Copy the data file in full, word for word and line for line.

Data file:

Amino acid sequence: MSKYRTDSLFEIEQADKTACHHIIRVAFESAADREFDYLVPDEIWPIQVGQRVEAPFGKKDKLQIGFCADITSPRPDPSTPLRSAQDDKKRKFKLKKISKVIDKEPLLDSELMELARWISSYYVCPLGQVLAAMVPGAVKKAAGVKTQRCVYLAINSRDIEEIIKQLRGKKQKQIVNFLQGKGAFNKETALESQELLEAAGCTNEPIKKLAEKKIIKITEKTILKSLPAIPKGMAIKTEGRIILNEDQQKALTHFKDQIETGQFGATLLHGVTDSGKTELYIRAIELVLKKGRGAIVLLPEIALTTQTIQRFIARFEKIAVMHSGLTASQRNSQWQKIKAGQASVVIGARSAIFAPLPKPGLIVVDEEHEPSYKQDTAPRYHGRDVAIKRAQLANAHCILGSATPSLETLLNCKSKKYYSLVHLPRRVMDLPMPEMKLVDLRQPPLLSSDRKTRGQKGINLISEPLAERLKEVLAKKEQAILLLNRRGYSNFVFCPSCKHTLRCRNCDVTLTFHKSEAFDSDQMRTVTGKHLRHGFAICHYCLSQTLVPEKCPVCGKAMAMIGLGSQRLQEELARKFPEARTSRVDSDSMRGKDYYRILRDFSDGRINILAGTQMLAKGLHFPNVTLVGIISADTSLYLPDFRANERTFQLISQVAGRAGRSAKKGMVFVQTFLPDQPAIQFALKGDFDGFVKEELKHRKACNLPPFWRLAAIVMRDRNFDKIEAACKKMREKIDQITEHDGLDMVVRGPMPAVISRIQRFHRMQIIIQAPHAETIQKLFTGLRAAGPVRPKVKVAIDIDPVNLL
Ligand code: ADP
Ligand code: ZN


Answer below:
Amino acid sequence: MSKYRTDSLFEIEQADKTACHHIIRVAFESAADREFDYLVPDEIWPIQVGQRVEAPFGKKDKLQIGFCADITSPRPDPSTPLRSAQDDKKRKFKLKKISKVIDKEPLLDSELMELARWISSYYVCPLGQVLAAMVPGAVKKAAGVKTQRCVYLAINSRDIEEIIKQLRGKKQKQIVNFLQGKGAFNKETALESQELLEAAGCTNEPIKKLAEKKIIKITEKTILKSLPAIPKGMAIKTEGRIILNEDQQKALTHFKDQIETGQFGATLLHGVTDSGKTELYIRAIELVLKKGRGAIVLLPEIALTTQTIQRFIARFEKIAVMHSGLTASQRNSQWQKIKAGQASVVIGARSAIFAPLPKPGLIVVDEEHEPSYKQDTAPRYHGRDVAIKRAQLANAHCILGSATPSLETLLNCKSKKYYSLVHLPRRVMDLPMPEMKLVDLRQPPLLSSDRKTRGQKGINLISEPLAERLKEVLAKKEQAILLLNRRGYSNFVFCPSCKHTLRCRNCDVTLTFHKSEAFDSDQMRTVTGKHLRHGFAICHYCLSQTLVPEKCPVCGKAMAMIGLGSQRLQEELARKFPEARTSRVDSDSMRGKDYYRILRDFSDGRINILAGTQMLAKGLHFPNVTLVGIISADTSLYLPDFRANERTFQLISQVAGRAGRSAKKGMVFVQTFLPDQPAIQFALKGDFDGFVKEELKHRKACNLPPFWRLAAIVMRDRNFDKIEAACKKMREKIDQITEHDGLDMVVRGPMPAVISRIQRFHRMQIIIQAPHAETIQKLFTGLRAAGPVRPKVKVAIDIDPVNLL
Ligand code: ADP
Ligand code: ZN